Are you able to calculate how many dresses were stolen?”

See the Fashion Puzzle

Puzzles and Problems: Tim Dedopulos, algebra

Puzzle of the Purloined Papers

Ian Stewart has a nice logic problem in his Casebook of Mathematical Mysteries, which includes a pastiche of Sherlock Holmes in the form of Herlock Soames and Dr. Watsup, along with brother Spycraft and nemesis Dr. Mogiarty.

“An important document was accidentally mislaid, and then stolen,” Spycraft said. “It is essential to the security of the British Empire that it be recovered without delay. If it gets into the hands of our enemies, careers will be ruined and parts of the Empire may fall. Fortunately, a local constable caught a glimpse of the thief, enough to narrow it down to precisely one of four men.”

“Petty thieves?”

“No, all four are gentlemen of high repute. Admiral Arbuthnot, Bishop Burlington, Captain Charlesworth, and Doctor Dashingham.”

Soames sat bolt upright. “Mogiarty has a hand in this, then.”

Not following his reasoning, I asked him to explain.

“All four are spies, Watsup. Working for Mogiarty.”

“Then … Spycraft must be engaged in counter-espionage!” I cried.

“Yes.” He glanced at his brother. “But you did not hear that from me.”

“Have these traitors been questioned?” I asked.

Spycraft handed me a dossier, and I read it aloud for Soames’s benefit. “Under interrogation Arbuthnot said ‘Burlington did it.’ Burlington said ‘Arbuthnot is lying.’ Charlesworth said ‘It was not I.’ Dashingham said ‘Arbuthnot did it.’ That is all.”

“Not quite all. We know from another source that exactly one of them was telling the truth.”

“You have an informer in Mogiarty’s inner circle, Spycraft?”

“We had an informer, Hemlock. He was garrotted with his own necktie before he could tell us the actual name. Very sad—it was an Old Etonian tie, totally ruined. However, all is not lost. If we can deduce who was the thief, we can obtain a search warrant and recover the document. All four men are being watched; they will have no opportunity to pass the document to Mogiarty. But our hands are tied; we must stick to the letter of the law. Moreover, if we raid the wrong premises, Mogiarty’s lawyers will publicise the mistake and cause irreparable damage.”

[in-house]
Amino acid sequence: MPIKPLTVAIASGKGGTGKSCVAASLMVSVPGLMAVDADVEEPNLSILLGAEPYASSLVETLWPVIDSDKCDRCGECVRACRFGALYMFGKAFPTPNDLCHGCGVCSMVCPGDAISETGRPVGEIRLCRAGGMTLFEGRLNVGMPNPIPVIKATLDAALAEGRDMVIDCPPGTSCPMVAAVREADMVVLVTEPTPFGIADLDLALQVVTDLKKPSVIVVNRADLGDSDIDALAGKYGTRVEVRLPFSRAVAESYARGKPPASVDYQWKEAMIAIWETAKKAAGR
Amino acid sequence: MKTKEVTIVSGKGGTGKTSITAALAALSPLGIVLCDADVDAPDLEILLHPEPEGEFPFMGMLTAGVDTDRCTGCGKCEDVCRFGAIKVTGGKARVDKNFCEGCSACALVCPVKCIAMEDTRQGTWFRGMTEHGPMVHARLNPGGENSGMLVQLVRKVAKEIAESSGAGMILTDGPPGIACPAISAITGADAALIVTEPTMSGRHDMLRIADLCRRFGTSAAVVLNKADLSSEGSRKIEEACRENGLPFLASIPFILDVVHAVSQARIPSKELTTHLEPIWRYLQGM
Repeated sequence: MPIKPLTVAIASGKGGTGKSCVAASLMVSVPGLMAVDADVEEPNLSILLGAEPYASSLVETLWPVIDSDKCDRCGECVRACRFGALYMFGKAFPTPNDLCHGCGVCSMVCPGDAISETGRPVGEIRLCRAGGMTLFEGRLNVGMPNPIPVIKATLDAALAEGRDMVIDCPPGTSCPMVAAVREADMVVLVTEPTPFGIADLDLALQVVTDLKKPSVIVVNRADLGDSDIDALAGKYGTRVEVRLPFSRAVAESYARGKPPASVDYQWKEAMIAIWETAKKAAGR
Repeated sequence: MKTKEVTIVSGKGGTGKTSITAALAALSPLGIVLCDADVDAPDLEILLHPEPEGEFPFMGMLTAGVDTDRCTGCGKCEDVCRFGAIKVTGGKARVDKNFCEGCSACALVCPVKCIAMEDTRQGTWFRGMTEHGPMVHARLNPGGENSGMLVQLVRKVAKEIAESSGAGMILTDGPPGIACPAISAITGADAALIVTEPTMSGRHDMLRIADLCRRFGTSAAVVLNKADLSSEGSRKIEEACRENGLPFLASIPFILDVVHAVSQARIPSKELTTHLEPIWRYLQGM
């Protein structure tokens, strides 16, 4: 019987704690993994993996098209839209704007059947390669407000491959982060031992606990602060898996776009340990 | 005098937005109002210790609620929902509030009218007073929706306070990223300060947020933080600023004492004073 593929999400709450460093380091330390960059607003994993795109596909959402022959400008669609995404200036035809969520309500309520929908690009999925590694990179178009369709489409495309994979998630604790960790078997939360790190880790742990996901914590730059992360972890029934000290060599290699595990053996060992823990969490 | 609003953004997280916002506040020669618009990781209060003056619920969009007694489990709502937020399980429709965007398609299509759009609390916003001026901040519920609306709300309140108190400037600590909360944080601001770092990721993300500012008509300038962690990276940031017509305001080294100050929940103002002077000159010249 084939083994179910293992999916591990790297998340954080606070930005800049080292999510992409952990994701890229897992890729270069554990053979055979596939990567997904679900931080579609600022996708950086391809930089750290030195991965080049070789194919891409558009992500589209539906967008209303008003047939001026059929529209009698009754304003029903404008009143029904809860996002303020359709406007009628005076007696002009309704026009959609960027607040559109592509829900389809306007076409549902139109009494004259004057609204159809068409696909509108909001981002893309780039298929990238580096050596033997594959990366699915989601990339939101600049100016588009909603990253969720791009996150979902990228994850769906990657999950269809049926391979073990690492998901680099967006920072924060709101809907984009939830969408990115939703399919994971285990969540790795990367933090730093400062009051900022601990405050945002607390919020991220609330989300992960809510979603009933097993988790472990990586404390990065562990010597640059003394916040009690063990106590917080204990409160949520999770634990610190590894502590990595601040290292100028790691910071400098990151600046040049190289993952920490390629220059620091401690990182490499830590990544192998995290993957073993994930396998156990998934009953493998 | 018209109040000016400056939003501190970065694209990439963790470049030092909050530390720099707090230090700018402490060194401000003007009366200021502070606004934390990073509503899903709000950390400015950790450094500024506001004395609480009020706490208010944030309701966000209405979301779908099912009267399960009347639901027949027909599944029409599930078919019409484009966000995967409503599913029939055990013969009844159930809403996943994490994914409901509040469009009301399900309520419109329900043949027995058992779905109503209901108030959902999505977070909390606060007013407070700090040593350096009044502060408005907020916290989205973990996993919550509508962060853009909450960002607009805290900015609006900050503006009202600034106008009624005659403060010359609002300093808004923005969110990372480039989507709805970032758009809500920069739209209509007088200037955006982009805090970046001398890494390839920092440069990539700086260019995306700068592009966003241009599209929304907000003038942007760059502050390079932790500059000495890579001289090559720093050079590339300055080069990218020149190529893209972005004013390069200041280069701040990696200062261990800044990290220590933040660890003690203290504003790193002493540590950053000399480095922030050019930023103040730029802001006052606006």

Which man was the thief?

See the Purloined Papers Puzzle.

Painting Lampposts

This is another simple problem from H. E. Dudeney.

“103. PAINTING THE LAMP-POSTS.

Tim Murphy and Pat Donovan were engaged by the local authorities to paint the lamp-posts in a certain street. Tim, who was an early riser, arrived first on the job, and had painted three on the south side when Pat turned up and pointed out that Tim’s contract was for the north side. So Tim started afresh on the north side and Pat continued on the south. When Pat had finished his side he went across the street and painted six posts for Tim, and then the job was finished. As there was an equal number of lamp-posts on each side of the street, the simple question is: Which man painted the more lamp-posts, and just how many more?”

See Painting Lampposts

Snooker Puzzle

This is a nice puzzle from Alex Bellos’s Monday Puzzle column in the Guardian.

“My cultural highlight of recent weeks has been the brilliant BBC documentary Gods of Snooker, about the time in the 1980s when the sport was a national obsession. Today’s puzzle describes a shot to malfunction the Romford Robot … and put the Whirlwind … in a spin.

Baize theorem

A square snooker table has three corner pockets, as [shown]. A ball is placed at the remaining corner (bottom left). Show that there is no way you can hit the ball so that it returns to its starting position.

The arrows represent one possible shot and how it would rebound around the table.

The table is a mathematical one, which means friction, damping, spin and napping do not exist. In other words, when the ball is hit, it moves in a straight line. The ball changes direction when it bounces off a cushion, with the outgoing angle equal to the incoming angle. The ball and the pockets are infinitely small (i.e. are points), and the ball does not lose momentum, so that its path can include any number of cushion bounces.

Thanks to Dr Pierre Chardaire, associate professor of computing science at the University of East Anglia, who devised today’s puzzle.”

See the Snooker Puzzle

Area vs. Perimeter Puzzle

This surprising, but simple, puzzle is from the 12 April MathsMonday offering by MEI, an independent curriculum development body for mathematics education in the UK.

“In the diagram various regular polygons, P, have been drawn whose sides are tangents to a circle, C.  Show that for any regular polygon drawn in this way:”

(Given that the polygons approximate the circle in the limit, it would not be surprising that this relationship would hold—in the limit.  It is surprising that it should be true for every regular polygon that circumscribes the circle.)

See the Area vs. Perimeter Puzzle